A few months back we published our initial evaluation of 6TB drives, comparing Seagate (model ST6000DX000) and Western Digital (WD60EFRX). Both drives performed well in our evaluation of 45 drives each, but we wanted to see if the results held up as we scaled the quantity of drives. We now have 450 Seagate and 495 WD drives deployed and as you’ll see, things are a bit different this time around.
Reviewing Our Initial 6TB Hard Drive Comparison
For our initial comparison of the Western Digital and Seagate 6TB drives we installed the drives from each vendor in their own v3.0 Storage Pod. Each pod was identically configured, except for the drives being different. During the evaluation period we measured the amount of data each Storage Pod loaded each day. Our results were somewhat unexpected as the Western Digital drives loaded data faster even though they were spinning slower, 5900 rpm for Western Digital versus 7200 rpm for the Seagate drives.
Our Updated 6TB Hard Drive Comparison
For our expanded comparison, let’s first look at the current stats for each drive model as of April 27, 2015:
The Operational Environment
As noted, the initial evaluation was done with v3.0 Storage Pods. Subsequently we switched over to v4.5 Storage Pods and the new drives from both vendors were deployed into the newer pods. One of the primary differences between the two different Storage Pod versions is the use of SATA 6Gb/s (SATA III) in the v4.5 pods versus SATA 3Gb/s (SATA II) in the v3.0 pods.
The Backblaze cloud backup service currently receives about 140,000 GB of data from our customers each day. Data arrives in similarly sized encrypted chunks. On any given day, multiple Storage Pods accept the data as it arrives. The data is passed to a Storage Pod, if that Pod is busy, the data is passed to the next pod in line. Over the course of a day this results in all available Storage Pods being given the same opportunity to accept data at the same rate.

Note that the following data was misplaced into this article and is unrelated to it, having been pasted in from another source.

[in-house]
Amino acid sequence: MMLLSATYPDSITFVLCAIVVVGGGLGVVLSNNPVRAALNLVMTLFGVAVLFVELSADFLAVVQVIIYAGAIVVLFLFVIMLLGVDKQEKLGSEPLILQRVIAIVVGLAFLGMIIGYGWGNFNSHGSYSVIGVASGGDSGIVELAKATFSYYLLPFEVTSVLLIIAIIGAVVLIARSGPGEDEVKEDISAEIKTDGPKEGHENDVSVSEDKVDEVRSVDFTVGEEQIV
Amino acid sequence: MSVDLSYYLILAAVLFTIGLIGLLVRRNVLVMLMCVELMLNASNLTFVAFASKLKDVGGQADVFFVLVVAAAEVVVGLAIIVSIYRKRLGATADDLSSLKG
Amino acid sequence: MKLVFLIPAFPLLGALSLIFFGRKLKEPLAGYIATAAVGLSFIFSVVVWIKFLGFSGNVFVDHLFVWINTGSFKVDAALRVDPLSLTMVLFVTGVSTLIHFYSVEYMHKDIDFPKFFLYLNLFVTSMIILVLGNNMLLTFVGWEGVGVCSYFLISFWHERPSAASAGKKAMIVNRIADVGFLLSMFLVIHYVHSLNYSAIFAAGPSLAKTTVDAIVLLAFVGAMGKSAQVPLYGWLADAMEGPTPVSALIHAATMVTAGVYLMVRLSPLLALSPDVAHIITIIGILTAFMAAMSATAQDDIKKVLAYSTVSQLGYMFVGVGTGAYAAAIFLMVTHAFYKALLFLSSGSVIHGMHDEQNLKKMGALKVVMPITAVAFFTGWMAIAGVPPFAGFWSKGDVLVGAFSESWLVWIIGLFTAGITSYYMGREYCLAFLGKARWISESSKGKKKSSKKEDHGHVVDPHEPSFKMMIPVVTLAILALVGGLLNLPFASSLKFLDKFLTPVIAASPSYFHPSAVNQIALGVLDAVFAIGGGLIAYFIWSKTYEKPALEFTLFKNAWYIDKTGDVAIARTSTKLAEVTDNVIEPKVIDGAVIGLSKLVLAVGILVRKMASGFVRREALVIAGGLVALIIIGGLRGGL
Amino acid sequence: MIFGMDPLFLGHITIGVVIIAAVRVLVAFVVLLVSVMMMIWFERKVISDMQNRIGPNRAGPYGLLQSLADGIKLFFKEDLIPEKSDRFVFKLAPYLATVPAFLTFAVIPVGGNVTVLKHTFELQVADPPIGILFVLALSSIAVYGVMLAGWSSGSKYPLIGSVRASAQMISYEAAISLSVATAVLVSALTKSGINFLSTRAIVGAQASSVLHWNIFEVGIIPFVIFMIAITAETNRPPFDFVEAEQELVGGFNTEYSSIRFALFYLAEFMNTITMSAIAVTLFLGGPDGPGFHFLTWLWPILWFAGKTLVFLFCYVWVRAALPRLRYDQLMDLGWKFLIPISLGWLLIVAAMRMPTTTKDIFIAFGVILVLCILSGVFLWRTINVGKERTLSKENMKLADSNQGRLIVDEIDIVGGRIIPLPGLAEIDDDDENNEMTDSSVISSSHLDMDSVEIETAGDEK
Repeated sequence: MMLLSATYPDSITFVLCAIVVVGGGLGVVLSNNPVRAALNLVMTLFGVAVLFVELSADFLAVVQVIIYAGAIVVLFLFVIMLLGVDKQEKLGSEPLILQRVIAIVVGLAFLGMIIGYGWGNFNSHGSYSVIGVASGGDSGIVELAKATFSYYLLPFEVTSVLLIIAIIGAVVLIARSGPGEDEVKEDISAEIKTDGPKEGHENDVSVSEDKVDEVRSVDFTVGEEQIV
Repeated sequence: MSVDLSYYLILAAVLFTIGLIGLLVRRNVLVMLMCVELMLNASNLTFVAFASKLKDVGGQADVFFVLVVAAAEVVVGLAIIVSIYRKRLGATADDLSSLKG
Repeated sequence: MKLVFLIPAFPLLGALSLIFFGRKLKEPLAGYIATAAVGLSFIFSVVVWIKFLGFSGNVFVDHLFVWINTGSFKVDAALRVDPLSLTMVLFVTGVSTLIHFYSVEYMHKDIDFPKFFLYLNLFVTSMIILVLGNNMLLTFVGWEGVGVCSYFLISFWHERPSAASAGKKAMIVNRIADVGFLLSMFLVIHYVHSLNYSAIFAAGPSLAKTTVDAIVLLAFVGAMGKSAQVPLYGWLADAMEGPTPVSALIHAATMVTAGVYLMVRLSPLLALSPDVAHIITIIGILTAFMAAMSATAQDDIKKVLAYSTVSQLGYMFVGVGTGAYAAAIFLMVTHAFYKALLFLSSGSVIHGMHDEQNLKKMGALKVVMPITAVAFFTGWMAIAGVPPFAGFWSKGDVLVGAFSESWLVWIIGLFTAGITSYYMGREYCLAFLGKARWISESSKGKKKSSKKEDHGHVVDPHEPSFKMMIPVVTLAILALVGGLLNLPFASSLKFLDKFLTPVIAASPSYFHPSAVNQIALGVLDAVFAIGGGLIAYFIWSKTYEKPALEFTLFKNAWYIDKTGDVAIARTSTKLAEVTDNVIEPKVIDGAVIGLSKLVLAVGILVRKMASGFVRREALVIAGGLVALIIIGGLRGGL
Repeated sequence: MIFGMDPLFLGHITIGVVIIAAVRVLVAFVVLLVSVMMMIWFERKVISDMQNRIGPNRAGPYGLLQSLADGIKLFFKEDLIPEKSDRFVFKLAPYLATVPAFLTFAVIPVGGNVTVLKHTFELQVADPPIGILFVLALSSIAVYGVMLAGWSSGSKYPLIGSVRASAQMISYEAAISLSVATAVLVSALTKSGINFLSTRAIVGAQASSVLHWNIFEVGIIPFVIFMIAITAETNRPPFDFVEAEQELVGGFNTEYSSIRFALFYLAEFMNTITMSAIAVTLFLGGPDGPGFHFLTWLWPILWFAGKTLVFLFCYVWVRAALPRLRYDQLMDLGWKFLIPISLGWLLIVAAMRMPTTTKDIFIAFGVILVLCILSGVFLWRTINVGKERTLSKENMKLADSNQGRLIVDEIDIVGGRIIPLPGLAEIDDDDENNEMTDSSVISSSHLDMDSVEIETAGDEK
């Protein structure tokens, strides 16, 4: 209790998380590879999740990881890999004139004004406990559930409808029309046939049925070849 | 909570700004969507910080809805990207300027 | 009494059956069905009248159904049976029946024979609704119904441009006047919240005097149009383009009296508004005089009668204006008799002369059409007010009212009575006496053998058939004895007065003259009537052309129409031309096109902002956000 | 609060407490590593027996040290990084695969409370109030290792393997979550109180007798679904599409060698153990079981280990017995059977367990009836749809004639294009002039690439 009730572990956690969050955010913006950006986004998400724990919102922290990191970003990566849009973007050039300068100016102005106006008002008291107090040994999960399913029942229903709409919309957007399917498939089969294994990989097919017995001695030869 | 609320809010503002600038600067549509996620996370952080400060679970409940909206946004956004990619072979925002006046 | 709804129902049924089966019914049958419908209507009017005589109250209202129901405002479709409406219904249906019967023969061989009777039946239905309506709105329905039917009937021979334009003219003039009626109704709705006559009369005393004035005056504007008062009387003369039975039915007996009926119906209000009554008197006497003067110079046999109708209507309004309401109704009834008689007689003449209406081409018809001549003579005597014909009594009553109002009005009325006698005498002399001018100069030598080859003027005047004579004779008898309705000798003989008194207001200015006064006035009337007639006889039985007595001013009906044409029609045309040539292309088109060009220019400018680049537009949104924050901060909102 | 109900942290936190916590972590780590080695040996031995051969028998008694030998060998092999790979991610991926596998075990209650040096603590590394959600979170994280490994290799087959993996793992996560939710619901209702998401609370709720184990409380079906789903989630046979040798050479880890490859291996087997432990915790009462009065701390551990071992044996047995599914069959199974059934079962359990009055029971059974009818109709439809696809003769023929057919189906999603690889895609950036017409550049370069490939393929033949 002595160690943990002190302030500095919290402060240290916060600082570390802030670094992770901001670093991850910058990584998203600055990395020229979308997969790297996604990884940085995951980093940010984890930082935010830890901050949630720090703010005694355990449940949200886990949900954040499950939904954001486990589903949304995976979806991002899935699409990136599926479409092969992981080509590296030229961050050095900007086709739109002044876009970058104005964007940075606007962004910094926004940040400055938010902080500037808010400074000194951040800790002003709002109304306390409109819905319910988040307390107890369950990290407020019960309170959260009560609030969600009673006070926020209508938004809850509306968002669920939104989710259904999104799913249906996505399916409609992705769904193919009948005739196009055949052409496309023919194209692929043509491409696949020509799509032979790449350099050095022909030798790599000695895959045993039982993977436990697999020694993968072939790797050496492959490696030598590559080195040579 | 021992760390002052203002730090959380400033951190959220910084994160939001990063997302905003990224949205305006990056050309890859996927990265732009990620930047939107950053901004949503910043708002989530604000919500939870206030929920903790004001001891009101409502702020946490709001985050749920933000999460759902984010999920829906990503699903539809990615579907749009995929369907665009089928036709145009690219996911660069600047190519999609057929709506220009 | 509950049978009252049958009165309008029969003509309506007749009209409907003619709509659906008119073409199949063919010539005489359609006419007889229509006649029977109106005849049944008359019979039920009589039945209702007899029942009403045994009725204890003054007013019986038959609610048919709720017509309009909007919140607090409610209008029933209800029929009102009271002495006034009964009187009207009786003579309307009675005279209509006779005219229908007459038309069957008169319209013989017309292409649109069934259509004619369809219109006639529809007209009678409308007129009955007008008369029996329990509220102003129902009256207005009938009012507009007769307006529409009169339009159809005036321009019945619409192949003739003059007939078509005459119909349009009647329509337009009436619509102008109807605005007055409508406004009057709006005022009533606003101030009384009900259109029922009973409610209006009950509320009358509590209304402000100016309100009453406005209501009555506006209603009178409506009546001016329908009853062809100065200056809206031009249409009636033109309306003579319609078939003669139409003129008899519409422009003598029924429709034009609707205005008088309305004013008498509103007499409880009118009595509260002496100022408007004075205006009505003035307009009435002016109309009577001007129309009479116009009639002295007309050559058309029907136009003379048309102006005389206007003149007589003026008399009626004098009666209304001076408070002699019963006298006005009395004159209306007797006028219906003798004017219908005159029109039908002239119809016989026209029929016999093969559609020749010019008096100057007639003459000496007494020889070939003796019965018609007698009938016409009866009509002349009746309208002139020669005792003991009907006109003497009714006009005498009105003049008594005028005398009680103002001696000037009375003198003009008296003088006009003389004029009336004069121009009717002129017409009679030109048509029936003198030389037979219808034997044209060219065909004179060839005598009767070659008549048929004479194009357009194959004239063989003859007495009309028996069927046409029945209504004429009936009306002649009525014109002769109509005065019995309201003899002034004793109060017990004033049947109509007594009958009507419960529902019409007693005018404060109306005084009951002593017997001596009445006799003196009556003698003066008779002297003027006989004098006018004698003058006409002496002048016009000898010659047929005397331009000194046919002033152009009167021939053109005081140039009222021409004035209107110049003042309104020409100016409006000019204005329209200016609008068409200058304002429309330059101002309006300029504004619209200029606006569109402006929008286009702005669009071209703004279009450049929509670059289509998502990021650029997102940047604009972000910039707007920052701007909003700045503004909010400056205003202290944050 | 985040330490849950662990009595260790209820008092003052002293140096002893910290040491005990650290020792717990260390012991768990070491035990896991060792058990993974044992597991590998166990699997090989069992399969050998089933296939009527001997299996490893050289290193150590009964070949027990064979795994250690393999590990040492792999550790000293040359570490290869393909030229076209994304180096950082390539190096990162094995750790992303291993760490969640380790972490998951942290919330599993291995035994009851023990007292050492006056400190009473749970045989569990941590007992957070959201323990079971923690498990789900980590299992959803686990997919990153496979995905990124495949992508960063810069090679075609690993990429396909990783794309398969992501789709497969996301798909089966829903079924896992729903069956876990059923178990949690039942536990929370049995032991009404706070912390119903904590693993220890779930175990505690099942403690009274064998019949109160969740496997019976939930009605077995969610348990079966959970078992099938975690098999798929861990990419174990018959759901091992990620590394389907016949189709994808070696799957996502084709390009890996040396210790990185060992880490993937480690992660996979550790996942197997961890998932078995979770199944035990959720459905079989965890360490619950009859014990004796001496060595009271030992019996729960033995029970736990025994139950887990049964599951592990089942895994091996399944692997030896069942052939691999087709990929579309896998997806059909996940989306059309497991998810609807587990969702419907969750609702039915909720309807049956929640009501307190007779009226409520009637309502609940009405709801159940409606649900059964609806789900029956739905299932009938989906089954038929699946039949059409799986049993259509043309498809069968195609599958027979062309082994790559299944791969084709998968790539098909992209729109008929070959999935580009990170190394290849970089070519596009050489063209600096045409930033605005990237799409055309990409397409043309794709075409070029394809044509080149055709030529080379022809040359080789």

We tracked and recorded the Storage Pods filled with the 6TB Seagate and Western Digital drives. We started with the day they went online and continued each day until the pods were 80% full. Once they reach this point, the pods are designed to reduce the amount of data they accept.
Western Digital 6TB Drives
Let’s start with Western Digital. Below we compare the Western Digital 6TB drives from the different Storage Pods models (v3.0 and v4.5). While a specific Storage Pod ID is referenced, it is representative of all similarly configured Storage Pods.
A quick look would seem to indicate that the Western Digital drives accepted less data per day in the newer version Storage Pods. The following table sharpens that observation.
Seagate 6TB Drives
Now we’ll compare the Seagate 6TB drives in the different Storage Pods models. As noted previously, when a specific Storage Pod ID is shown, it is representative of all similarly configured Storage Pods.
For the Seagate drives, when installed in a v4.5 Storage Pod, they load substantially more data on average each day then when installed in a v3.0 pod. The following table summarizes the difference:
Comparing Seagate to Western Digital
Let’s compare the Seagate and WD 6TB drives in the v4.5 Storage Pod:
In the v4.5 Pod, the Seagate drives consistently finished in 32-34 days while the Western Digital systems took much longer. This was over the same observation period in the same environment. Breaking this down into a table we see:
Given these observations, the Seagate drives in v4.5 Storage Pod compare favorably to the WD drives in the v3.0 pod.
This time the Seagate 6TB drives loaded data faster than the WD 6TB drives. This result was observed across multiple Storage Pods and held true even when we normalized the data to account for variances in the amount of data received during the observation periods as well as the total number of Storage Pods available for data storage on any given day.
We believe the primary reason for the difference is the use of SATA 6 Gb/s in the v4.5 Storage Pods versus the use of SATA 3 Gb/s in the v3.0 pods. More precisely, our use of SATA 6 Gb/s let us take advantage of the faster spindle speed for the Seagate drive (7200 versus 5900 rpm). This allowed the Seagate drives to accept more data on average over the observation period.
As always, we’re reporting what we’ve observed on our environment. If you or someone you know works on hard drive internals we’d love to hear your theories. Please feel free to join the conversation.
What About Western Digital?
The results do not mean Western Digital is shut out. Both the Seagate and WD drives work in our environment and both drives store data in a reasonable amount of time. Besides, once a Storage Pod is full (or nearly full), we just need the hard drives inside to keep spinning, waiting for the day when a customer needs to recover their data. It’s not exciting, but in this case that’s a good thing.